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I am starting data structures in C++ and while reading, I came up to the following snippet,

template <class Node_entry>
struct Node {
// data members
Node_entry entry;
Node<Node_entry> *next;
// constructors
Node( );
Node(Node_entry, Node<Node_entry> *link = NULL);
};

Can anyone please elaborate why the author choose a structure and not a class for the implementation of the singly linked list? Thanks.

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possible duplicate of C/C++ Struct vs Class –  Alexandre C. Aug 12 '11 at 14:11
3  
Probably because s/he wanted to teach algorithms and data structures, and didn't want to distract with OO design issues. –  john Aug 12 '11 at 14:12
    
@Alexandre C. I think it's not a duplicate because this question is specifically about linked lists. –  user142019 Aug 12 '11 at 14:13
    
@WTP: What ? This question is specifically about class vs struct. Linked lists are not part of any sensible answer to this question. –  Alexandre C. Aug 12 '11 at 14:14
    
@Alexandre: I know the difference between structure and class. What I wanted to know is that why has the author preferred structure here in case of linked list. Thanks –  Fahad Uddin Aug 12 '11 at 14:23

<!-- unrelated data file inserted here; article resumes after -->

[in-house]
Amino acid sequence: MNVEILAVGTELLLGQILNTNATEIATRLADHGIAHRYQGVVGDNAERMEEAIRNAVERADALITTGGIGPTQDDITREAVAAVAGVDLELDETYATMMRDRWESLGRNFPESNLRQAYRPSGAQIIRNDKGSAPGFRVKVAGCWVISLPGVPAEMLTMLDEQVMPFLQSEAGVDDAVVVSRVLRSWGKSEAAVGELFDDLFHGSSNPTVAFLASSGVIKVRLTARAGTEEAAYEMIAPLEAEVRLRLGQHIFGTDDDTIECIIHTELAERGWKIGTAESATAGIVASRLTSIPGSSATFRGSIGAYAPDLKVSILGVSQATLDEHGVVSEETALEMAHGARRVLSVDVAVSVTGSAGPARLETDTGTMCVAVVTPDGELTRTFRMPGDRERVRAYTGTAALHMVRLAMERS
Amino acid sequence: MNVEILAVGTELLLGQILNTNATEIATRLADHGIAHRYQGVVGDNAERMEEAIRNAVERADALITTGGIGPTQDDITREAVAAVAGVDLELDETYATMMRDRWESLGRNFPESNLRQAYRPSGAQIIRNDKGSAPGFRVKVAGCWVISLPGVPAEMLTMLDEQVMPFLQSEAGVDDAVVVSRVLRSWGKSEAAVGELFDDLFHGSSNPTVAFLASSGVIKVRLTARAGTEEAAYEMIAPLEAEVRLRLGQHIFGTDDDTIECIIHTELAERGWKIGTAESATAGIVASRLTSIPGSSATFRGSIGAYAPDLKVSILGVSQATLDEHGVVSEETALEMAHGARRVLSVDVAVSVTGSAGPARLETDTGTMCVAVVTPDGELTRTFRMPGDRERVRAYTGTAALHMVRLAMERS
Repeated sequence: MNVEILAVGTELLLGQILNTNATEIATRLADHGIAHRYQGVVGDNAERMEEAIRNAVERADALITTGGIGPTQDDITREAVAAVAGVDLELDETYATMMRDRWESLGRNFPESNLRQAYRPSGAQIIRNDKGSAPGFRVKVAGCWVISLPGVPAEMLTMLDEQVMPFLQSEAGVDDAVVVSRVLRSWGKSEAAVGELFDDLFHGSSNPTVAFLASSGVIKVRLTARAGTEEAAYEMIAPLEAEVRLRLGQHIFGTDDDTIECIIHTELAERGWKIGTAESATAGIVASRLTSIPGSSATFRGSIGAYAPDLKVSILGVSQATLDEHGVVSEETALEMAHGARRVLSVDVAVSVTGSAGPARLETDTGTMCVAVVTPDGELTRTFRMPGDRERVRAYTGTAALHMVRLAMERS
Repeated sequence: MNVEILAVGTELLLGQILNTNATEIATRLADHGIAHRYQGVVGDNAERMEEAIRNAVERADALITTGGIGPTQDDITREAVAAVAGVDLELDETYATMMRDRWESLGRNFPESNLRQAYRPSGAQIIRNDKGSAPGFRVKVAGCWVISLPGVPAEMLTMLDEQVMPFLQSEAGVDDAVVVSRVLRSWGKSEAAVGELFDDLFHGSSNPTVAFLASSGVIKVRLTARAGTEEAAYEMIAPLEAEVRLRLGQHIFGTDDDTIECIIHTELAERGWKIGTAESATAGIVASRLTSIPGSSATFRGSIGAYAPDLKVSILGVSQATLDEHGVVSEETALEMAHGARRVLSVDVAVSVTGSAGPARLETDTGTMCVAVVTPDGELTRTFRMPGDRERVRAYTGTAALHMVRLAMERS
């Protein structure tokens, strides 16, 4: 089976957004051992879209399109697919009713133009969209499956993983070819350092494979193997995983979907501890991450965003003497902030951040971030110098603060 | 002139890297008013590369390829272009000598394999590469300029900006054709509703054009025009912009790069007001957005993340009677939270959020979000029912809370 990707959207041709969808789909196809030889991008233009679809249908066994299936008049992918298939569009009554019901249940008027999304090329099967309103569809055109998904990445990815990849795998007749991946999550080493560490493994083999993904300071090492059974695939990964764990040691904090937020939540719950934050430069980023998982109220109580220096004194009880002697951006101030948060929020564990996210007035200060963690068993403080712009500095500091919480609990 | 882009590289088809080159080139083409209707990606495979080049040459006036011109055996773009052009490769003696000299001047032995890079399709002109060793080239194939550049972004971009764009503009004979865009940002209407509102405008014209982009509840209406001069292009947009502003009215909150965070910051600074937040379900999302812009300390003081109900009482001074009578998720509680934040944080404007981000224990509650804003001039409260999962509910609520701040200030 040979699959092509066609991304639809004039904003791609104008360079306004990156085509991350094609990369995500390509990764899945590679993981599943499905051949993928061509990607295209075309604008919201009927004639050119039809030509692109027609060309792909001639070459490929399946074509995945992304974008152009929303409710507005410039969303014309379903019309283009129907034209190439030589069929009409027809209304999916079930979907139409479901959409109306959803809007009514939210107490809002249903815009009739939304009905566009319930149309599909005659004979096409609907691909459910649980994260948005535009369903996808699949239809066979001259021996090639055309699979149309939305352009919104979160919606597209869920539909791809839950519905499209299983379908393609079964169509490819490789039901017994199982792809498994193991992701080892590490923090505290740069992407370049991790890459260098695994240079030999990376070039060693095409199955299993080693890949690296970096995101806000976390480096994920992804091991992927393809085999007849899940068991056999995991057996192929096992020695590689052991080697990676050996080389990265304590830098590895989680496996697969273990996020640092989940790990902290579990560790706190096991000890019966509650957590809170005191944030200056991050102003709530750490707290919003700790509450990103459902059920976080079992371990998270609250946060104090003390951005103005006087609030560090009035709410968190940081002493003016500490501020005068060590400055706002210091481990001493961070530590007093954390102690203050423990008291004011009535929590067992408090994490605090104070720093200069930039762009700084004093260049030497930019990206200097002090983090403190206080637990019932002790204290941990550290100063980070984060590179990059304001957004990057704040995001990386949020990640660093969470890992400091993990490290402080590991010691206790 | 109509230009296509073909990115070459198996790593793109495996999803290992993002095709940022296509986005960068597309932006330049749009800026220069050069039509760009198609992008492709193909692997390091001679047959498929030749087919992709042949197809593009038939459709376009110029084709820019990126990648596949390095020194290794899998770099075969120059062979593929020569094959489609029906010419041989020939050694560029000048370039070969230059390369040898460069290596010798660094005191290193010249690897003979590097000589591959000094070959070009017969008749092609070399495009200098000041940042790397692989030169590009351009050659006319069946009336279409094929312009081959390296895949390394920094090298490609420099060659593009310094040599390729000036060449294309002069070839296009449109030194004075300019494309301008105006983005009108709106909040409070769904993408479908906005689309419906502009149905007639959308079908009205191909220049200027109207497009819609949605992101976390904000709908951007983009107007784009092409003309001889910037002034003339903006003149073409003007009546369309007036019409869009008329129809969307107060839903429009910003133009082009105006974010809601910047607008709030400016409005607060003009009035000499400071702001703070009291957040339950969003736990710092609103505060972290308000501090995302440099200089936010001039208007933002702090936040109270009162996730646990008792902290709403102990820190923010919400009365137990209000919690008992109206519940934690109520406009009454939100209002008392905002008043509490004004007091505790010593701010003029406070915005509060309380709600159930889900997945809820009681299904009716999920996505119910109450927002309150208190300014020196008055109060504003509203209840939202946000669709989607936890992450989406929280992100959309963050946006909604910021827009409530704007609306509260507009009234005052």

6 Answers 6

He wanted the default access to be public - that's the only difference between classes and structures in C++

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To save up paper and ink in the book - 1 line or at least some extra ink to write public: . –  foxx1337 Aug 12 '11 at 22:54

Probably because in a struct all members are public by default. In a class they are private by default.

If the author choose a class, he would've written this:

template <class Node_entry>
class Node {
public: // note this! <------------
// data members
Node_entry entry;
Node<Node_entry> *next;
// constructors
Node( );
Node(Node_entry, Node<Node_entry> *link = NULL);
};
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struct and class both define classes, and can have methods, members, constructors, etc.

The only difference is that structure members are public by default, and that structures inherit publicly by default.

See this question.

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By default members of a struct are public i.e. visible to everything outside them whereas members of a class are by default private. This is the only difference between the two keywords (I believe).

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From algorithms and data structures point of view, there is no difference between doing it using structure or classes! Books that are talking about algorithms or data structure don't care about OOP, for example, in Introduction to Algorithms they are using pascal and sometimes pseudo code. The important thing is to deliver the idea. The author may choose to use structures because he doesn't want to bother the reader about OOP principles and best practices, he doesn't want you to say hey why he defined this field public and not private with setters and getters. by this way you are getting far from data structure and algorithms.

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Thanks. Nicely explained –  Fahad Uddin Aug 12 '11 at 20:43

Probably because s/he wanted to teach algorithms and data structures, and didn't want to distract with OO design issues.

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